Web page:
“We’ve always been located in Kampong Glam. The name of this neighborhood refers to the tree species that used to grow here. It has always been a place of reading and scholarship in the Malay world. On this short street—it’s only about 500 metres—there were about five bookshops starting from the 1840s. Ever since there have been bookshops here, but we are the last ones standing so we feel the burden, the responsibility. If nothing, the presence of a Muslim bookshop in a multicultural space in Sinagpore, where Muslims are a minority, is a passive signal to all communities that Muslims are interested in intellectual life. That Muslims are interested in spiritual life, in growing, in truth, in seeking knowledge, in learning. Without saying anything, just the presence of a functioning bookshop communicates that to anyone who passes by. Again, I come back to the importance of having a space. Yes, we are commercial. Yes, we are capitalist, we have to make a profit. But the reason why we make a profit is to carry on and be sustainable. We, by default, because we are the last in a long line of booksellers, carry the flag. But it’s a struggle.”

Outside view of Wardah Books
Would you say that companies such as Amazon are a big reason why your work is challenging? Or do the challenges lie elsewhere?

“There are different challenges. The primary challenge is the fall in readership in our community. People nowadays are not reading. Not sustainably, not systematically. They’re not reading intentionally. That, to me, is the biggest issue within our community, and globally. If you have a community that is not reading, there is not much hope for civilisation. We’ve seen that happening to, for instance, the US. When people are not reading, they’re influenced by emotion, by dictators or leaders who know that the population is ill-informed and who use their ignorance—for lack of a better word—in order to control and subjugate the populace. It’s not only ignorance, it’s a complete lack of love for knowledge. It is tragic, given that our Muslim community, founded by our Prophet (saws), is rooted in knowledge, rooted in learning, in reading, in books. The reason why we have such high regard for the Christians and the Jews, is because we consider them People of the Book. The book, and reading, is so important to our community and is our inheritance.”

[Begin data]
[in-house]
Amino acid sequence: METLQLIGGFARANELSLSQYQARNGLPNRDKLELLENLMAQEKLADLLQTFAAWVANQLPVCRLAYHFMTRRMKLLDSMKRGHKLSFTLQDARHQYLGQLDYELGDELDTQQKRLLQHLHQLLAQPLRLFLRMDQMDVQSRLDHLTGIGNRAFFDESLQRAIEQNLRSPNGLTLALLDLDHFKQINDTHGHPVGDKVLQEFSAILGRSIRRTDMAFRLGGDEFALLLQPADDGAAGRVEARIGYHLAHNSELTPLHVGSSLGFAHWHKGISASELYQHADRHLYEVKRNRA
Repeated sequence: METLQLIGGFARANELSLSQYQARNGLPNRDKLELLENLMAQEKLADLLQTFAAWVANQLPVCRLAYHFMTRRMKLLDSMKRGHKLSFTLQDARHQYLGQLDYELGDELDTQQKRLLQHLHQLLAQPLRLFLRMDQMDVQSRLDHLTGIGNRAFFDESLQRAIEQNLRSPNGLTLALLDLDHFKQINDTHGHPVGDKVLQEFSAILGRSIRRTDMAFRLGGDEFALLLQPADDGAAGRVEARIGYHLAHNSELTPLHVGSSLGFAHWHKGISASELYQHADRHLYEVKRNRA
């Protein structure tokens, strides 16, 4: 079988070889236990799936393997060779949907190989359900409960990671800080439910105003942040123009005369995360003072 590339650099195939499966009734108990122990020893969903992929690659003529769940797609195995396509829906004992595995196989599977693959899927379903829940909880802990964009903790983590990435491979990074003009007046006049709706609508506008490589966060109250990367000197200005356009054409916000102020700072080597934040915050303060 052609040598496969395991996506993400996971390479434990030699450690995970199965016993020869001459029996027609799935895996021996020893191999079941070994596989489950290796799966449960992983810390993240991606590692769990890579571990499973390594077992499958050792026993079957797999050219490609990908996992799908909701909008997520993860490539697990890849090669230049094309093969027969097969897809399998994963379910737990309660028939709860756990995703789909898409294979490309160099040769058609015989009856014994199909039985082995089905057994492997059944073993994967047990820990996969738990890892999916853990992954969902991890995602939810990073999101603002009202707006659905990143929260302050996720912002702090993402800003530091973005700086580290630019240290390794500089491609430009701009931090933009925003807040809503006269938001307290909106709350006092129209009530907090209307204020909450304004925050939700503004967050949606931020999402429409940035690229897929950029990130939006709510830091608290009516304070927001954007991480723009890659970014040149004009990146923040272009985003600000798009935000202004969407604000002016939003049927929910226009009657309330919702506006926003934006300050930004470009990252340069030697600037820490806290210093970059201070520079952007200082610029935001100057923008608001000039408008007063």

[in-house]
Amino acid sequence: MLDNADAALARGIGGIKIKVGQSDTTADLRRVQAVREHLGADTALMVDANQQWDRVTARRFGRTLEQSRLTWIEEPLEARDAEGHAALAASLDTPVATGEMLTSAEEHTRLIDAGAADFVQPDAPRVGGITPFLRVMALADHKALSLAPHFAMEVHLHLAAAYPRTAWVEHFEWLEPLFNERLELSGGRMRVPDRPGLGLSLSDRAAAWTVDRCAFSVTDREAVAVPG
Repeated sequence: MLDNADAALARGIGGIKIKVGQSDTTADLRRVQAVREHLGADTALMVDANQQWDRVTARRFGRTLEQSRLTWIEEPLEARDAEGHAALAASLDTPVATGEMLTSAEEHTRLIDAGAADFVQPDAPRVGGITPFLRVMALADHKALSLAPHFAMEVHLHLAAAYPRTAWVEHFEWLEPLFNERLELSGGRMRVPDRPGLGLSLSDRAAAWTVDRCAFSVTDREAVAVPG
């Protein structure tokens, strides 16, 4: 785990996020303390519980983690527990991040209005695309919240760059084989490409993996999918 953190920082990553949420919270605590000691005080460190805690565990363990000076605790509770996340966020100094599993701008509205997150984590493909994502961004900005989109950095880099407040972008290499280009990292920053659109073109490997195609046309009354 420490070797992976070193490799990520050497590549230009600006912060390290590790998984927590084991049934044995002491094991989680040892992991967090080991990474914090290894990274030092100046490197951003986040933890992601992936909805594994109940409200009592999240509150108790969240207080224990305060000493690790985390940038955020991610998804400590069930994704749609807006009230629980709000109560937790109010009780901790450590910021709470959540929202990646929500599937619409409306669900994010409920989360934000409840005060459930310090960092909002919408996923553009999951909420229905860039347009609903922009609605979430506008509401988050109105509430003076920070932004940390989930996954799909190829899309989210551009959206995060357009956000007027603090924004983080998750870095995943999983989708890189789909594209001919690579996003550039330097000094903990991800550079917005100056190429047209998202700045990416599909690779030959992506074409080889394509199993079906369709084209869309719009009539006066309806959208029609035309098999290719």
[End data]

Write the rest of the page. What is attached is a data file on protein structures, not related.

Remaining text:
The second challenge, of Amazon and all these other booksellers… I shouldn’t call them booksellers but supermarkets. They treat books as commodities and use them to capture your information, your preferences, in order to sell you more things.

“The problem with Amazon is that it wants to be the only store. Their monopolistic approach is completely non-competitive. This is not done. You do not sell books this way—with algorithms. All these retailers sell the same commodities, and the only thing that sets them apart is the price. The pedagogy that you’re teaching your consumers is that the criteria for everything is price; the value of things and service disappears into the background. All you do as a customer is to get the best price, like a hunter-gatherer. Forget about building a community, supporting a local bookshop. No-one wants to be the guy who pays two dollars more for a book in order for a local bookstore to survive. The money that people spend in our bookshop goes back into the community. You can’t say the same if you buy from Amazon, because they underpay their employees, and they employ a tiny amount of workforce in comparison to the labor that is needed.”

The central idea that shines through in your words is building a reading community. How do you try to reach the people who aren’t reading?